SPARK Grant Gives Coles Elementary Students a Chance to Learn While Helping Others

Kindergarten teacher Ramona Richardson has written many grants over the years to bring new resources and learning experiences to her students. But recently, she embarked on a project, funded by SPARK, that is not only impacting students at Coles Elementary School but also at other Prince William County Public Schools (PWCS) as well as children around the world.

At a grant writing workshop hosted by SPARK, Ms. Richardson met a teacher of the visually impaired. She was there to learn how to write a grant for more hands-on materials for her students. While speaking with her, Ms. Richardson realized that Coles students could help this teacher by 3D printing some objects that she could use in the classroom.

Coles Elementary School applied for and received a grant to buy a 3D printer to print objects related to several children’s books the visually-impaired students would be reading to help them experience the stories in a more meaningful way by feeling some of the characters and objects in the stories.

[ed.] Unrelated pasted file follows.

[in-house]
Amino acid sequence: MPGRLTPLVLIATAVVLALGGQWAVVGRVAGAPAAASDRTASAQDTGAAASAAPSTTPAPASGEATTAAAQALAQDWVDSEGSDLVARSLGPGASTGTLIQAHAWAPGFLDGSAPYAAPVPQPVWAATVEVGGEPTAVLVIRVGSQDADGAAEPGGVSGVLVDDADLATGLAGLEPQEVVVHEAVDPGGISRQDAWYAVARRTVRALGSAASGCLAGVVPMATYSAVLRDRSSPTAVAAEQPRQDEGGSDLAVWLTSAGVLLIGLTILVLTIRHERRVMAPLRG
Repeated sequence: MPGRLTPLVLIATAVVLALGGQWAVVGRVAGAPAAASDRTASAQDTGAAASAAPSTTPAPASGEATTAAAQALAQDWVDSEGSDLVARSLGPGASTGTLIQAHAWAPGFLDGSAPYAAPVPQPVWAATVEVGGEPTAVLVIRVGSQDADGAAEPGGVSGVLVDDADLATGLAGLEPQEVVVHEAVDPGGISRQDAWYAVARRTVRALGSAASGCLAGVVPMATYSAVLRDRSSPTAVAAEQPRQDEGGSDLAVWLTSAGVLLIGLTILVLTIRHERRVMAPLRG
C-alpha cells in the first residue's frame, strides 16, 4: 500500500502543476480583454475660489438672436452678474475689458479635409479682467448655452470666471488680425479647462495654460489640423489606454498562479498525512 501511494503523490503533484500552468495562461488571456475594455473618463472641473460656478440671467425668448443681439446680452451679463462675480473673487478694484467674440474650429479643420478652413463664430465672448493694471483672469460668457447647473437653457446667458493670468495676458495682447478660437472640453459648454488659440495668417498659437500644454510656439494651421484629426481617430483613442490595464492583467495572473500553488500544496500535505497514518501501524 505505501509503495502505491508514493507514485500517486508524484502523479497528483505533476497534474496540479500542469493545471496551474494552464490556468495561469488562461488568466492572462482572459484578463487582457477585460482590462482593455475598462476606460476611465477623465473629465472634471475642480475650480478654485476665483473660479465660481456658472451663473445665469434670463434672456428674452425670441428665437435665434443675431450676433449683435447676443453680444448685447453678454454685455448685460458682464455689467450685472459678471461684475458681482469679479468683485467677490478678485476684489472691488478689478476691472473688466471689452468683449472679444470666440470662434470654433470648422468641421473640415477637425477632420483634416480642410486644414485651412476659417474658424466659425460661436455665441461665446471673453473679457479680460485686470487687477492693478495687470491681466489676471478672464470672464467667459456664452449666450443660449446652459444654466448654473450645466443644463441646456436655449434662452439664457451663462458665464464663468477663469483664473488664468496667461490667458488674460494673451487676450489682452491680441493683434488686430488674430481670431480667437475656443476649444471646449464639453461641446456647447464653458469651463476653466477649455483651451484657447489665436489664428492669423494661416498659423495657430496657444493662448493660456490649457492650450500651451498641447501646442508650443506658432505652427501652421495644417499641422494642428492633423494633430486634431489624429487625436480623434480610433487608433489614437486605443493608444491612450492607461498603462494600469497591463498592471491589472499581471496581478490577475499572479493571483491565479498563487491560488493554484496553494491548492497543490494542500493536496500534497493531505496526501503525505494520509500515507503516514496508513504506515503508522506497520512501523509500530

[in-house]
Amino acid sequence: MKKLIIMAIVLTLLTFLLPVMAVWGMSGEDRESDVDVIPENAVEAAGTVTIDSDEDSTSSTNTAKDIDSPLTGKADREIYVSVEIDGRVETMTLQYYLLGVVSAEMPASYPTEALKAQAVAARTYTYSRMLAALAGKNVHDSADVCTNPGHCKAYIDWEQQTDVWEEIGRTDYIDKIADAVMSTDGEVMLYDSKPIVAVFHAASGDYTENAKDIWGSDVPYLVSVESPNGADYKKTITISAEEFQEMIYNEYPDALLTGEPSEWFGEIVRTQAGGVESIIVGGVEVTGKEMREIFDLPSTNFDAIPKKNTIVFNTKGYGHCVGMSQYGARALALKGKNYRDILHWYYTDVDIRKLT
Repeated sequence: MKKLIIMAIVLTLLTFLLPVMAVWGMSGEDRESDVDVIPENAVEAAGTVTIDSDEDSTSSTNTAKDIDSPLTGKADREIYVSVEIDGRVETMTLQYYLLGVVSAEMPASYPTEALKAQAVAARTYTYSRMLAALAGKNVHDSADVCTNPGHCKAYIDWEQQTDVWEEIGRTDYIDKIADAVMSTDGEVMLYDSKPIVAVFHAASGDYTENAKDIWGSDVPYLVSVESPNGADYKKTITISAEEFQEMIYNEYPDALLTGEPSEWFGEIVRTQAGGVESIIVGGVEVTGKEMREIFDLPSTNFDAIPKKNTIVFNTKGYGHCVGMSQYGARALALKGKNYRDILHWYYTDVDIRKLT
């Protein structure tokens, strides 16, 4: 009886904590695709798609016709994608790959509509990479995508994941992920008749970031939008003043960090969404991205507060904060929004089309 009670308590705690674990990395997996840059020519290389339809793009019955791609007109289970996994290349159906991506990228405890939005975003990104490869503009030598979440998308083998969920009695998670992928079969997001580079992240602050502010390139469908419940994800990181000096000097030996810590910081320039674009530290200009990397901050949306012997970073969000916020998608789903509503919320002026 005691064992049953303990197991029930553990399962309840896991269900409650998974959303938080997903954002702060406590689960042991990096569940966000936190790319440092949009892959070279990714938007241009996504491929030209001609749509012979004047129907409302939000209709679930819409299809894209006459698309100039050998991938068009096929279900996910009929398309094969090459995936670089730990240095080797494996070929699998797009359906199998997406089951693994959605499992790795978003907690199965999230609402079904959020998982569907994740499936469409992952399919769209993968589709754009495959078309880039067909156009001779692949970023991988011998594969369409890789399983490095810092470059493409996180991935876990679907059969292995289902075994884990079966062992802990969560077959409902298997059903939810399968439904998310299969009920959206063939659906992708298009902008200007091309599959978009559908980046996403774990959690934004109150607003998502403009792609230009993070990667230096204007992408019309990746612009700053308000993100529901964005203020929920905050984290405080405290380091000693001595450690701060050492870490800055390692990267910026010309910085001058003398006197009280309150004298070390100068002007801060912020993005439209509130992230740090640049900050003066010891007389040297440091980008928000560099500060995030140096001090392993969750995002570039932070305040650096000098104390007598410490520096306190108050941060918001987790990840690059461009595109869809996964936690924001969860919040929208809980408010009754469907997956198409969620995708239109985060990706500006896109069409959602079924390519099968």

The books and 3D printed objects were given to the administrator coordinator for Visual Impairment including Blindness, Leslie Parrott. The teachers she supervises check the books and objects out from her office to use in their classroom. Students can touch objects such as the bat, bird, and nest from Stellaluna or the different foods eaten by The Very Hungry Caterpillar as the teacher reads each story. The teachers of PWCS visually-impaired students are thrilled with their new resources.

Coles students also used their 3D printer to help children around the globe as well. E-NABLE is an organization that allows individuals using their 3D printers to create free 3D printed hands and arms for those in need of an upper limb assistive device. Students have made several hands through the school’s Tech Club and are not only learning about 3D printing but also how their hands can change the lives of those who receive them.